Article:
### Restricted Sums in Abelian Groups

For two subsets A and B of an abelian group let A+B={a+b} be the set of all elements of the group, representable as a sum of an element from A and an element from B. Furthermore, let A^B be the subset of A+B consisting only of those elements representable as a+b with a and b distinct.

If there exists an element c in A+B with a unique representation as c=a+b, then the cardinality of A+B is at least |A|+|B|-1; this was proved by P. Scherk in 1955. I conjecture that under the same assumption one has a similar lower bound for the cardinality of A^B.

Conjecture. If there exists an element c in A+B with a unique representation as c=a+b, then the cardinality of the restricted sum A^B is at least |A|+|B|-3.

An immediate consequence of this would be a new proof of the Erdos-Heilbronn conjecture, and there are other exiting conclusions.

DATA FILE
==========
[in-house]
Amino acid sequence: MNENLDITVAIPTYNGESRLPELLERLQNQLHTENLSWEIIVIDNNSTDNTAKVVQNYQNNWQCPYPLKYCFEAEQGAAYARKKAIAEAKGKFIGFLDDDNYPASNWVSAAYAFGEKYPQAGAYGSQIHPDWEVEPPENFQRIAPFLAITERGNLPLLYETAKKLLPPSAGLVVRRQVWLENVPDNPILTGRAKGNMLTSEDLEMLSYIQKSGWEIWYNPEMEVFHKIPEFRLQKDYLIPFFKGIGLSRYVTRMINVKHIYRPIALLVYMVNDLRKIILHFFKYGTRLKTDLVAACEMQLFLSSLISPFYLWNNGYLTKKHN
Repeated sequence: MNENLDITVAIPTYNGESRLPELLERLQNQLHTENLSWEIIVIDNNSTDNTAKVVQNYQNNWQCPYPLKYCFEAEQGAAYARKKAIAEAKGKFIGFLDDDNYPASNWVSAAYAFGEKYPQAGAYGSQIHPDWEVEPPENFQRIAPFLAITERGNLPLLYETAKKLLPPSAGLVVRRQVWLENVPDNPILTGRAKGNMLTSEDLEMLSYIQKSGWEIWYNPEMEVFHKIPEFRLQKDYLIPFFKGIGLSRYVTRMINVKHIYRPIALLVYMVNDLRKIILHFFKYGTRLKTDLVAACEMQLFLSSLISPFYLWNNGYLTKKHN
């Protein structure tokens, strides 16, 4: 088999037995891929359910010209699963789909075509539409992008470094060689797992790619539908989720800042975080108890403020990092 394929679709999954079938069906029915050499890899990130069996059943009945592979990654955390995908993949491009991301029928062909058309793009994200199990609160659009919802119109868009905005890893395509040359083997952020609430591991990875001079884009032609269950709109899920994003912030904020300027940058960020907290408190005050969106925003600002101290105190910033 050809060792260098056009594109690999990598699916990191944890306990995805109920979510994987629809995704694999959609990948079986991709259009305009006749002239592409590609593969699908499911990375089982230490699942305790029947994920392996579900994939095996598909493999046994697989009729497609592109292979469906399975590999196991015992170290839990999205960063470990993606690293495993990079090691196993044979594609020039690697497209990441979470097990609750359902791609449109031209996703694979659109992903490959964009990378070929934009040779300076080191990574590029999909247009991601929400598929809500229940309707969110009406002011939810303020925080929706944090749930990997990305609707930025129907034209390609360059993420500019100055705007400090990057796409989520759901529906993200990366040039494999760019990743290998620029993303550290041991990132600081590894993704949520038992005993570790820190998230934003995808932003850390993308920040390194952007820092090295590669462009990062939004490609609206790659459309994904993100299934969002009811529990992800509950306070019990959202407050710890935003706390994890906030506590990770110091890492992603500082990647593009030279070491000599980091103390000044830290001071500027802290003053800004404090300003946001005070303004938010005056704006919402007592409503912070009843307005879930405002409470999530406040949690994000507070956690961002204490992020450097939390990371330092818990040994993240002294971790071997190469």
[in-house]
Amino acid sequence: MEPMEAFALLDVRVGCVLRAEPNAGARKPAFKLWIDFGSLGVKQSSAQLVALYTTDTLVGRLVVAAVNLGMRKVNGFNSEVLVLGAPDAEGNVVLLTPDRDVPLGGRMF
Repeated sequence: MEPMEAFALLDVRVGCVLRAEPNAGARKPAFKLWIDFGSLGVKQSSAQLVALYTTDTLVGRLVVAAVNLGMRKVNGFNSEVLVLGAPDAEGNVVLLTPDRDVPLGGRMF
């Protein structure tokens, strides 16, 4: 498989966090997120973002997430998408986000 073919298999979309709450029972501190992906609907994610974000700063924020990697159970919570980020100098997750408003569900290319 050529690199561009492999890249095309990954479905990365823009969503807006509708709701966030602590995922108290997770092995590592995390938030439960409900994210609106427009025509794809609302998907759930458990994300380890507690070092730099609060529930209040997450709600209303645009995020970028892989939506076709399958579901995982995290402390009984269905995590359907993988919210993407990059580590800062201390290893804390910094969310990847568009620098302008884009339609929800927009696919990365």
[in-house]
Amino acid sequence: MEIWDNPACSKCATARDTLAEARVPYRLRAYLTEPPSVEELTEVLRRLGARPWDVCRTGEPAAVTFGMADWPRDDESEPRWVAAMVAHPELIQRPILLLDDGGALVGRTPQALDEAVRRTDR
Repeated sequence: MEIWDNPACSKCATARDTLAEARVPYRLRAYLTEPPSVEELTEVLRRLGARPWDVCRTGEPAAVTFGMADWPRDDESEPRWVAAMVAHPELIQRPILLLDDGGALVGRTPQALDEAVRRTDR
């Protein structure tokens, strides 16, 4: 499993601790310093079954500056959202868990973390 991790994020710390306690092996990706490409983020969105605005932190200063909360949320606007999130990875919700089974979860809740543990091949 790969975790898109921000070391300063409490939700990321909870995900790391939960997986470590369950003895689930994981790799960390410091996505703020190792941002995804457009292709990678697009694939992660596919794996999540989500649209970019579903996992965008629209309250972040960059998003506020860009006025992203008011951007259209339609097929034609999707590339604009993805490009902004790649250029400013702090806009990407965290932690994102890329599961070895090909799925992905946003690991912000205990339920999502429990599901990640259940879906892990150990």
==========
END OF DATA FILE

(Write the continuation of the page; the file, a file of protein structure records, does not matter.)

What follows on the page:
Notice, that if A=B then the existence of an an element c with a unique representation implies that A^B is a proper subset of A+B, as this representation of c necessarily must be of the form c=2a. Moreover if, in addition to A=B, in the underlying group there are no elements of even order, then an element with a unique representation exists if and only if A^B is proper in A+B.

The method of Scherk is not particularly complicated, but depends heavily on the e-transform and thus seems to be inapplicable to restricted summation.